Cookie In Cake?

Decorating By SJ169 Updated 28 May 2009 , 11:36pm by TexasSugar

SJ169 Posted 28 May 2009 , 10:47pm
post #1 of 5

Okay I just have to ask because I cant find anywhere that actualy explains this.
I have seen a couple posts where people have said they put a big cookie (sugarcookie) in the middle of the cake?
How does this work? Do you just make a giant cookie and put it in between the cake layer? Do you ice around the cookie? It sounds soo good I would love to try it!

4 replies
dadawley Posted 28 May 2009 , 11:04pm
post #2 of 5

Hi, when I first saw the cookie in the cake directions I had copied them and put them in my documents. Here is the directions that were posted.
Hope this helps!

"Guys I've got to let you know that the best filling I've used in this cake is a sugar cookie that you bake in the same size cake pan you use for the cake and then use any fruit or bc on top and under the cookie for it to "stick" to the cake. A favorite is seedless raspberry preserves. You just spray the cake pan well w/oil and pat the dough in leaving a space all around the edge for expansion, I use the pre packaged cookie mix and 1 env. makes a 10 - 12", or 1/2 envelope for 8 - 9"(and just use the whole egg the recipe calls for...) The cookie softens inside the cake and people just don't know what or how you made this, it's delish!"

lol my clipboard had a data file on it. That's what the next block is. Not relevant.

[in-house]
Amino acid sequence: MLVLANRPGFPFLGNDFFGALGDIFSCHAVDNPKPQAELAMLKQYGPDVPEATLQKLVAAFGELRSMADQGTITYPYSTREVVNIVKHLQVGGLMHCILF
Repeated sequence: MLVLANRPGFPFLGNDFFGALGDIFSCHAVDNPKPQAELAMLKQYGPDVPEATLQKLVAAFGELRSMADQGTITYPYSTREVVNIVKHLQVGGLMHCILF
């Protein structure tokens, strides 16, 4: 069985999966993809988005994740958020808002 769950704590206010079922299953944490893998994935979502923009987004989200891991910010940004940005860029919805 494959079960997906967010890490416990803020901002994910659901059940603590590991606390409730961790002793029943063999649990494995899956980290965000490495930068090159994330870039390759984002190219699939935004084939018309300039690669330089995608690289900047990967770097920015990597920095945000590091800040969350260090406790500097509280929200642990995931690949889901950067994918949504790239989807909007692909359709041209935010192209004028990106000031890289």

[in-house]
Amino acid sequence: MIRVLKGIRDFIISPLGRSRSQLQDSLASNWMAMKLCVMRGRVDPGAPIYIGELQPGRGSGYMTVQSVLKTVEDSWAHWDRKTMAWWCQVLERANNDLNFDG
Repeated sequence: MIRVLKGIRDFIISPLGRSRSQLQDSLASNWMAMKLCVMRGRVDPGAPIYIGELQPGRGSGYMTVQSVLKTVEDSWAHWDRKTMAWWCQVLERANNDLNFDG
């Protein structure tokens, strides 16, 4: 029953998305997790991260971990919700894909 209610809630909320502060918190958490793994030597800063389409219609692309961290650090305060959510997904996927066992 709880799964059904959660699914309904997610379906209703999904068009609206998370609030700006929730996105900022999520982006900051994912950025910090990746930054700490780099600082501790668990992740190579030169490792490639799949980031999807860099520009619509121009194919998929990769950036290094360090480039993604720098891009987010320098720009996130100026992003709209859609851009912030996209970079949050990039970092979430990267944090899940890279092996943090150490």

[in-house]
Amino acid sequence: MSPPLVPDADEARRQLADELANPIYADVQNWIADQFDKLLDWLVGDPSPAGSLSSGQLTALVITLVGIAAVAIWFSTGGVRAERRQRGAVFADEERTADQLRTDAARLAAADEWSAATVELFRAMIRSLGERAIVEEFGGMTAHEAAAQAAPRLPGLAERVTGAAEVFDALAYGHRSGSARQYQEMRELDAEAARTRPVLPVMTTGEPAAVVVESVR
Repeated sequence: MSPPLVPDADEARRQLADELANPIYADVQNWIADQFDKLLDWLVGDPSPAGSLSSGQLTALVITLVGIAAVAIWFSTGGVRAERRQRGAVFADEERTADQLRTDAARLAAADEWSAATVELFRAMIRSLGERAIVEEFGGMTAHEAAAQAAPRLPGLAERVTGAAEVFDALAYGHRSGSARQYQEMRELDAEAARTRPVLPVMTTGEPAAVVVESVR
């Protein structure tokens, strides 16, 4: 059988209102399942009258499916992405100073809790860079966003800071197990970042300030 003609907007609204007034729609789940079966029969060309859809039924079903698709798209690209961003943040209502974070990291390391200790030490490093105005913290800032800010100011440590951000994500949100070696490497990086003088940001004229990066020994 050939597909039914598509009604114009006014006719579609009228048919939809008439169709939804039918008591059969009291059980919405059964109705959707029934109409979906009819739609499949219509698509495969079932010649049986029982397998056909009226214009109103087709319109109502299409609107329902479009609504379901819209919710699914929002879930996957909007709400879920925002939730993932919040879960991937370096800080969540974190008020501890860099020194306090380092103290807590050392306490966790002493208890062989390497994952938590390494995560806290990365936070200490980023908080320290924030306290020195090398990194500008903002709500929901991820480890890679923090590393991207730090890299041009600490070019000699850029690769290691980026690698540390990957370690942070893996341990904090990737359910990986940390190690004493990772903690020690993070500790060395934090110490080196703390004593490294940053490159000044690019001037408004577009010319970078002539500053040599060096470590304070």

SJ169 Posted 28 May 2009 , 11:28pm
post #3 of 5

Perfect! Thanks!

Katiekatiekatie Posted 28 May 2009 , 11:34pm
post #4 of 5

I actually did this with a chocolate chip cookie. I made it in a pan 1 size bigger than the cake so that I could cut the ends off to make it even. I greased the pan very well and it worked perfectly!



TexasSugar Posted 28 May 2009 , 11:36pm
post #5 of 5

I just did this Monday. I baked chocolate chip cookie dough in the same pans I did the cakes in. My cookie layer ended up being really thick, but worked this time. Next time I'll do a thinner layer. You want to put icing between the cookie and the cake layers so it will soften the cookie up but keep the cake from drying out.

Here is a recent thread with a link to an very detailed thread on the subject...

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